First and most importantly, Laura is working for a non-profit that could qualify her for the Public Service Loan Forgiveness program. It’s not clear she is aware of that option, or more importantly, if she is even looking for one.

Secondly, she has not looked at any alternative repayment plans, even with lower chances of forgiveness: for example, any of the income-driven repayment plans could give her the option of having her loan balance forgiven at the end of 20 or 25 years even if she doesn’t qualify for public service loan forgiveness.

Third, she hasn’t asked around at her employer to see if they offer any student loan repayment as an employee benefit.

Does it really matter?

You can bet a nice, pricey, shiny new car that it does. Here’s how:

Photo by Chris Lawton

Public Service Loan Forgiveness is truly a divine option if you qualify for it, because borrowers working for a qualified non-profit, making 120 qualifying payments on an income-driven plan could have the entire remaining balance forgiven entirely tax free. Because Laura works for a nonprofit hospital, chances are she will qualify BUT IT WON’T HAPPEN AUTOMATICALLY!! She must look for it and take the steps needed to apply.

If she were to apply and get the PSLF forgiveness benefit, the total amount she will pay over the life of her loan (over the exact same ten years) will drop A WHOPPING $116,000 DOWN TO JUST ABOUT $44,000. That’s a saving of $72,000, enough for a luxurious new car, thank you very much!

And this doesn’t even count the “free money” she might be eligible to receive as part of her employment benefits package.

And she’s losing out on all this just because she simply assumed, like almost everybody I see or talk to, that there wasn’t much for her to do other than make payments.

Would you walk away without a second look if I had placed a check written out in your name for something like $72,000, but placed on a shelf just out of your sight, but not out of your reach?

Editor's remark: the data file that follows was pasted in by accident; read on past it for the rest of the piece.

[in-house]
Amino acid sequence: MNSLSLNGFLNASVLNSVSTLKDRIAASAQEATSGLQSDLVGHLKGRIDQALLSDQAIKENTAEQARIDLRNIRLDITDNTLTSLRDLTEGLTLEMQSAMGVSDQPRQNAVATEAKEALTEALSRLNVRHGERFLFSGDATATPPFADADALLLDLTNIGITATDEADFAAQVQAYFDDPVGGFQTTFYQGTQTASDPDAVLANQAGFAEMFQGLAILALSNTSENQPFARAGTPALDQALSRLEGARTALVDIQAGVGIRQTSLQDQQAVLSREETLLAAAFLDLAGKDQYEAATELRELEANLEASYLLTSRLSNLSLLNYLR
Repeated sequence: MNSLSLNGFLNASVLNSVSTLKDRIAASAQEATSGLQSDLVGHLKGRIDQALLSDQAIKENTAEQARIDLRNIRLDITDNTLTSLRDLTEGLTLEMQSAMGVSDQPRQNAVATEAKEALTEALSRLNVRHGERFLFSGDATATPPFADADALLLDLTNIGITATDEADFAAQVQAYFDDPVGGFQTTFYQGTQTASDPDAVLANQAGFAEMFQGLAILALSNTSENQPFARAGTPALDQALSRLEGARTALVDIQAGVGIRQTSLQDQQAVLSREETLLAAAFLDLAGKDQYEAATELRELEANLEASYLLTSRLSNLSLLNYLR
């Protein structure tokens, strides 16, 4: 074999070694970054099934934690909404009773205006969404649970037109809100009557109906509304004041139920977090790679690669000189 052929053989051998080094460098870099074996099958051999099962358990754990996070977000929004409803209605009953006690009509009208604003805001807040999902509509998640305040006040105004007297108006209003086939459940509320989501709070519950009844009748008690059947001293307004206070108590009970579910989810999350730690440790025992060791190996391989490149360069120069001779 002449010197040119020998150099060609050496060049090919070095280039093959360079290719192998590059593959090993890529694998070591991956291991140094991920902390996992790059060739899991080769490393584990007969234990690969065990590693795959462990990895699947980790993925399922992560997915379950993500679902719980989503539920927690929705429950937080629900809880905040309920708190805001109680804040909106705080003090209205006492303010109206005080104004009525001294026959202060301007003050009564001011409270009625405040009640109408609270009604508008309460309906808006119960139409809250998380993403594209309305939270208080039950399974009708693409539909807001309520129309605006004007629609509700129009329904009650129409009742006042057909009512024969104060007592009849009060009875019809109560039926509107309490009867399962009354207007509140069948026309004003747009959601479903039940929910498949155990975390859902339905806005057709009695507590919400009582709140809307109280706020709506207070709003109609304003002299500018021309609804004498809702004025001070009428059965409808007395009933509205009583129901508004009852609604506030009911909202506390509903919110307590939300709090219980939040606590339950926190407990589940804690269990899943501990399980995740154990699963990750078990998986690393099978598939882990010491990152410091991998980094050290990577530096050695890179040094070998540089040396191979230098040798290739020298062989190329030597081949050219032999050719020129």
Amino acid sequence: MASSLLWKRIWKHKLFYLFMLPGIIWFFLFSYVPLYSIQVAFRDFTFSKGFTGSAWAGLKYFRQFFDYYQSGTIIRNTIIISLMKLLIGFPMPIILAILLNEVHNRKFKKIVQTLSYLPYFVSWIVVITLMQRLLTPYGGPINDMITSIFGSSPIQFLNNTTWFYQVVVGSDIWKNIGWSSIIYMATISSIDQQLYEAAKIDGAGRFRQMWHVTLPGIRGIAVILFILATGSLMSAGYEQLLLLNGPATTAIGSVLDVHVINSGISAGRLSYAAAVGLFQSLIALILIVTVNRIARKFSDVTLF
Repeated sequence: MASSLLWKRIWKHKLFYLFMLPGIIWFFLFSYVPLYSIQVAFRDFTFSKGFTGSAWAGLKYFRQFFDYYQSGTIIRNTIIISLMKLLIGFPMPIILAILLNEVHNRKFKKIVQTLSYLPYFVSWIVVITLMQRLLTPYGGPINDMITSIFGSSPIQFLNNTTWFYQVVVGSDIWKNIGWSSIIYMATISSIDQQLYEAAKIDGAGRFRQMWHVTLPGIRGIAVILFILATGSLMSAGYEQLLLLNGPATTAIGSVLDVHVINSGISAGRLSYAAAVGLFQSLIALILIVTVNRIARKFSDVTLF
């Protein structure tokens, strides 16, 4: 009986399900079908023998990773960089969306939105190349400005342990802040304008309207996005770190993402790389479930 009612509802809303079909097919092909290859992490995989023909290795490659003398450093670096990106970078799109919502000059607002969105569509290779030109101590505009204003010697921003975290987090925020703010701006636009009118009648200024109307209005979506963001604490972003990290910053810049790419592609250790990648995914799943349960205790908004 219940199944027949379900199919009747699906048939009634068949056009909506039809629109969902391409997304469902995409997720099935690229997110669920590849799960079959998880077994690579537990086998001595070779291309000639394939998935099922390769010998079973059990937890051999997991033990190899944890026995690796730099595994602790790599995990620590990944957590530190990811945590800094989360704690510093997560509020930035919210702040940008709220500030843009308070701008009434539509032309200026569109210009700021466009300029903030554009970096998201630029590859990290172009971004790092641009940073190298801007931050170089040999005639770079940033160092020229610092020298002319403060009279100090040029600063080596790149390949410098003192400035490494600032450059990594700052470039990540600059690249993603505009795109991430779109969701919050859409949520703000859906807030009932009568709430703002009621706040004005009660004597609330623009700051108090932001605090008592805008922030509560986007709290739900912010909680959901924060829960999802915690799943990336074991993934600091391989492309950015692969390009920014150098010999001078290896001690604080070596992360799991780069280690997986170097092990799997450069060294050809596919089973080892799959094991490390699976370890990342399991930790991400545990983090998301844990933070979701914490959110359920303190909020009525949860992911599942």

I agree that getting forgiveness may not be as simple, but the point is the same: just for want of a little effort and agency, many borrowers stand to lose huge sums of money on their student loans.

You don’t want to be this person

You certainly don’t want to fall into the trap that Laura did. So what can you do to pull yourself up by your own bootstraps?

The steps are simple, free and within the reach of anybody:

  1. Understand how much you owe, and on what types of loans
  2. Most importantly, for your federal loans, go to the government’s website here, and run a few simple scenarios through the on-site calculator. This should give you a good sense of what forgiveness can do for your student loans.
  3. Check whether you’re better off on a different repayment plan than you are on right now. If so, take the steps you need to, to get on that plan
  4. Find out if you’re eligible for any employee benefits that will pay off your loans. Make use of them if they’re available
Photo by Mikhail Vasilyev

These steps will get you a huge part of the distance you need to cover, for not too much effort. The benefits may turn out to be massively worth it.

If you want more precise answers, drop me a note here:

skc at studentloanodyssey dot com

But in the meantime, do yourself a big favor, and look for those options